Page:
“Along with habitat loss, shifting climate zones are causing wildlife to migrate to new places, where they interact with other species they haven’t previously encountered,” three Australian researchers wrote in a recent op-ed for The Conversation. “This increases the risk of new diseases emerging.” 
Similarly, containing the virus requires governments to halt economic activity and provide for workers and businesses whose incomes dissolved overnight, offering a test case for the kind of emergency intervention climate activists have long demanded to aid the millions of people whose industries would need to shrink to severely reduce emissions. 
In the United States, the deadly pandemic hasn’t slowed the Trump administration’s assault on environmental safeguards. The administration on Tuesday rolled out a long-anticipated final rule to gut Obama-era auto emissions standards, and last week the Environmental Protection Agency cited COVID-19 in its decision to suspend enforcement of clean air and water rules.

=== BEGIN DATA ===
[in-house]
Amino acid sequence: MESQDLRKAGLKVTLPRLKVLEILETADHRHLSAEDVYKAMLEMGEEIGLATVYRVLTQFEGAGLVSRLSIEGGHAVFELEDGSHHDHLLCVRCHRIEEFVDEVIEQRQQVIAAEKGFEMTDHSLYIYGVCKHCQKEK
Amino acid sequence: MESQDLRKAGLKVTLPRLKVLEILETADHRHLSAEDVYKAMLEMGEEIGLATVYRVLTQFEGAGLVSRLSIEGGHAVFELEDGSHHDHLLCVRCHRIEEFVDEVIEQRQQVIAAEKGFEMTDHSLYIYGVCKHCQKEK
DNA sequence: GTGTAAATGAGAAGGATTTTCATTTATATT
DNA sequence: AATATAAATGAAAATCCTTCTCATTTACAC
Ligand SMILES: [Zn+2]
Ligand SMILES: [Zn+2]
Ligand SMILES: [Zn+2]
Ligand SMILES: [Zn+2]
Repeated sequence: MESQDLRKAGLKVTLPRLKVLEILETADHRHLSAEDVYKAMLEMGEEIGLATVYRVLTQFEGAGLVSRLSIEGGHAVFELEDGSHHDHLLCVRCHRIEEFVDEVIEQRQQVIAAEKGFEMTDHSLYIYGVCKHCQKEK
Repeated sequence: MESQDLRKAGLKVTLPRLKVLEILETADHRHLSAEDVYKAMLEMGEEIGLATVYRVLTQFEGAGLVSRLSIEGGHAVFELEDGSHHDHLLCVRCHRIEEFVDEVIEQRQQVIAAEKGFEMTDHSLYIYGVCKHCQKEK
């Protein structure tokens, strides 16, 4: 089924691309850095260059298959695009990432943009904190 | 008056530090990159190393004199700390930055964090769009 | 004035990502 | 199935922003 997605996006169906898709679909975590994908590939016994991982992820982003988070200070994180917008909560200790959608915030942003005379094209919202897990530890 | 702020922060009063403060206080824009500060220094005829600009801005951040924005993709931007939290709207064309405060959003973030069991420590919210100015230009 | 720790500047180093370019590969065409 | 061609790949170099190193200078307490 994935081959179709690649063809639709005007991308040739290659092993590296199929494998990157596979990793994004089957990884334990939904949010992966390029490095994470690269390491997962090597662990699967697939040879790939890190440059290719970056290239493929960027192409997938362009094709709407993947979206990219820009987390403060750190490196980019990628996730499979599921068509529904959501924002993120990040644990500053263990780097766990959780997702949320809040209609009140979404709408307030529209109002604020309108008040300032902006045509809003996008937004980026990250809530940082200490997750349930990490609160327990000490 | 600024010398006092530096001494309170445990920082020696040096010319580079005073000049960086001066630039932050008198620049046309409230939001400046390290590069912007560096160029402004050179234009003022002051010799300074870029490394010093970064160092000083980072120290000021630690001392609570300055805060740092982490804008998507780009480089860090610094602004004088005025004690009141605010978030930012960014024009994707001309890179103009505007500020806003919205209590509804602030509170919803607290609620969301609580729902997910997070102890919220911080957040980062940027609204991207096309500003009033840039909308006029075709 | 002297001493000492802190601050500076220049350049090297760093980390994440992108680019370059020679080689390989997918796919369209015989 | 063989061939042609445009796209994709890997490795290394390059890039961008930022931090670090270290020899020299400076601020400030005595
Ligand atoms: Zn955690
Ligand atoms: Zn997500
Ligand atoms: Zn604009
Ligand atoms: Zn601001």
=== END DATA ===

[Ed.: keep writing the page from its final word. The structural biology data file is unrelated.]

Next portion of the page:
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Mike Pence Says Trump Is Just Being ‘Optimistic’ About Coronavirus




Vice President Mike Pence said Wednesday that President Donald Trump is merely being “optimistic” with remarks that downplayed the coronavirus outbreak.
Pence was pressed during an appearance on CNN by politics anchor Wolf Blitzer to explain why Trump hadn’t ordered a national lockdown in the days since he had stopped “belittling the enormity of this crisis.” New White House projections, Blitzer noted, suggest as many as 200,000 people may die from COVID-19 in the U.S. if the current state-by-state advisories and restrictions are maintained. 
Pence rejected the criticism.
“I don’t believe the president has ever belittled the threat of the coronavirus,” Pence said, adding: “He expressed gratitude and confidence in health care workers in this country, and the American people can be assured President Trump is going to continue to be confident that we will meet this moment.”